Group 4 Securicor workers globalise resistance

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Workers employed by multinational giant Group 4 Securicor are strengthening their international links — and that is good news.

This giant corporation was formed in 2004 through the merger of Group 4 Falck and Securicor. The conglomerate also incorporates the Florida-based Wakenhut Corporation, which counts the United States government as a major customer. Group 4 Securicor, now headquartered in England, operates in over 100 countries, including Australia where it runs immigration detention centres.

Last year, security workers employed by Securicor in Indonesia declared victory after a hard fought 15-month strike. After the merger, 500 security guards went on strike, demanding an assurance that they would remain permanent employees with the same rights following the merger. The workers insisted that if they were being transferred to a new company with different entitlements, they must receive severance pay under Indonesian law. But rather than give the necessary assurances or pay up, Securicor sacked all the striking workers. The workers fought back, building local and international support. They won a ruling from the Jakarta Manpower Office and the National Tripartite Dispute Resolution Committee which ordered their reinstatement.

When Securicor refused to comply, the workers took militant action and held a two-month occupation of the company’s Jakarta headquarters. With the workers refusing to budge and global solidarity pouring in, Securicor agreed to a severance package of double what Indonesian law required them to pay, plus an additional 11 months’ salary for the workers it sacked illegally.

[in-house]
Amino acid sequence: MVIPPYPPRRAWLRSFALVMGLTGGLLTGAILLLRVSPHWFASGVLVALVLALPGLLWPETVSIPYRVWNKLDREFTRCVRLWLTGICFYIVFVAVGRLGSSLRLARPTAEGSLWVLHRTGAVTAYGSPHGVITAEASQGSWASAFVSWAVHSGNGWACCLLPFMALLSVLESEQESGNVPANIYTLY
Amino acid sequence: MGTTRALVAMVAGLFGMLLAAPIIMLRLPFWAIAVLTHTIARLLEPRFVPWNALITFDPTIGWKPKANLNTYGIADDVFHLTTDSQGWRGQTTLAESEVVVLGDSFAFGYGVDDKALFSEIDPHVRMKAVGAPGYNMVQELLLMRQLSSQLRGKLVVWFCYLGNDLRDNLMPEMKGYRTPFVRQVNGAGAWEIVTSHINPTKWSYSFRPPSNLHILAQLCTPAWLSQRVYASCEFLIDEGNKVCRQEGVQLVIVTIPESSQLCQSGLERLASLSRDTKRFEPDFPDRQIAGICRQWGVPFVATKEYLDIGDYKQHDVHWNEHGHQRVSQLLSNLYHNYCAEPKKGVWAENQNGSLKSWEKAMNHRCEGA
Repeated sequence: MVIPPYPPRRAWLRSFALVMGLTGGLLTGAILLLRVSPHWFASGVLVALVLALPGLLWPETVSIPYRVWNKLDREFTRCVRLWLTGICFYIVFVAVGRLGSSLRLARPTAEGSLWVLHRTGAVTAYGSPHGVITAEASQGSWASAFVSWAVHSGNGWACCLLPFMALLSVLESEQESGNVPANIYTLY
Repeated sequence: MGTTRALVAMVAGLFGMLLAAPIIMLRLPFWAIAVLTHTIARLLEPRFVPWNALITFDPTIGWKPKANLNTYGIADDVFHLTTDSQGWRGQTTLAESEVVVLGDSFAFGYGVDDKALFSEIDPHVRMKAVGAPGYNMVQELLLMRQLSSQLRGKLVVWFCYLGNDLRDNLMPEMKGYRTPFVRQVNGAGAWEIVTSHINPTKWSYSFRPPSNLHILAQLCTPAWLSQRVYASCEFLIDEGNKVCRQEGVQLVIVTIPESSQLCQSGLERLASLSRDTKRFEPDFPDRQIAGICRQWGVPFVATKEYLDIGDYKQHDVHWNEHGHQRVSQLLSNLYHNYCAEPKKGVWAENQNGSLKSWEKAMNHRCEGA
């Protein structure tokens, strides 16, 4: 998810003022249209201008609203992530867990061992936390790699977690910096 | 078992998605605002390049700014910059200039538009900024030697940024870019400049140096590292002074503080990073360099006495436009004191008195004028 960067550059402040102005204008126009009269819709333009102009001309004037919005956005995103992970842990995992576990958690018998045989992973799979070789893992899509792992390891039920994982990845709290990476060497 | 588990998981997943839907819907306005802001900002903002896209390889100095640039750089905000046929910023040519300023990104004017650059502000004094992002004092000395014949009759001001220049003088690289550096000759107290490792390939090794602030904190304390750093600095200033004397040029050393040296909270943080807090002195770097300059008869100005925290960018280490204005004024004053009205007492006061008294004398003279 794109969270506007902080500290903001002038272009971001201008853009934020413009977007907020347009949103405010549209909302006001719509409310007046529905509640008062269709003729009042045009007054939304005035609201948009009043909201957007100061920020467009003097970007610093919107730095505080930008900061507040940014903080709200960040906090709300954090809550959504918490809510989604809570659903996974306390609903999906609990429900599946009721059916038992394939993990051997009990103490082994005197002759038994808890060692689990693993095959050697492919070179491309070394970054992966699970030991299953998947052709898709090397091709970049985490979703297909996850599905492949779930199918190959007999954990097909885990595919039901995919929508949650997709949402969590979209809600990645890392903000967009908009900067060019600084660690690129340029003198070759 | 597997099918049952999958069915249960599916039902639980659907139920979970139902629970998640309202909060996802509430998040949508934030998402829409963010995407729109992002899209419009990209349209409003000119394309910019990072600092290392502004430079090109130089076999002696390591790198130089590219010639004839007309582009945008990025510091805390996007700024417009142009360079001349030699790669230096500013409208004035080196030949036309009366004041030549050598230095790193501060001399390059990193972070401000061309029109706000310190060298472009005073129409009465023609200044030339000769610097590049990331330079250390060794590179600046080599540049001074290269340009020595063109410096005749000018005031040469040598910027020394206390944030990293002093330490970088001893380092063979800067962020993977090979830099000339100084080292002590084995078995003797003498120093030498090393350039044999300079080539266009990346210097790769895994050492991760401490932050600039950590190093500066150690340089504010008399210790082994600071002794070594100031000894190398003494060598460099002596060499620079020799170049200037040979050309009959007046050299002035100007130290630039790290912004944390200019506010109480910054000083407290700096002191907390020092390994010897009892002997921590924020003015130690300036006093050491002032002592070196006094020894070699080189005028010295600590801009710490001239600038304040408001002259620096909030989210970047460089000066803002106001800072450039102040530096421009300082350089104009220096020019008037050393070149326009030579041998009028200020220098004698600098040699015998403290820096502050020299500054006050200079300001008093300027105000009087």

Securicor workers in Uganda also scored a win. In 2005, the majority decided to form a union, a decision management refused to recognise. On April 11 this year, management was finally forced to recognise the union. The Ugandan guards fought for more than two years. The solidarity they generated from allies around the world pressured the company to recognise their right to organise. The recognition agreement paved the way for Group 4 Securicor to join other security firms operating in Uganda in negotiating improved pay and conditions for security workers.

Group 4 Securicor employs more than 400,000 workers internationally. It was the solidarity of these workers who organised support actions for both their Ugandan and Indonesian comrades — drawing public attention to the company’s violation of workers’ rights — which helped secure the win. Since its recognition in Uganda, the union has won improved pay and an increase in paid leave, including maternity and paternity benefits.

In the 21st century the economy has been globalised, and Group 4 Securicor’s anti-unionism is not unusual. Neoliberalism has brought together, even more tightly, the various strands that make up the international web. This system has as its central pillars the International Monetary Fund, the World Bank, the World Trade Organisation as well as a range of regional trading blocs, and the role of all these institutions is to defend capitalism. As capital organises globally, it is important that workers also strengthen their organising capacity internationally. The Group 4 Securicor workers provide an inspirational model. The next step is to go beyond international solidarity, lobbying and educational campaigns and forge campaigns where workers coordinate action to withdraw their labour simultaneously. The largest corporations are in a global race to the bottom, forcing them to slash the cost of labour. This is the logic of the capitalist system. But this very trend has inherent contradictions. Cutting wages means reducing the spending power of the masses — the very markets the corporations rely on to sell their goods! Now, more than ever, it is time for working people to globalise the rebellion.

For more information about how you can support the global struggle of the Group 4 Securicor workers, go to: www.focusongroup4securicor.org/homeii

Iraqi Oil workers resist privatisation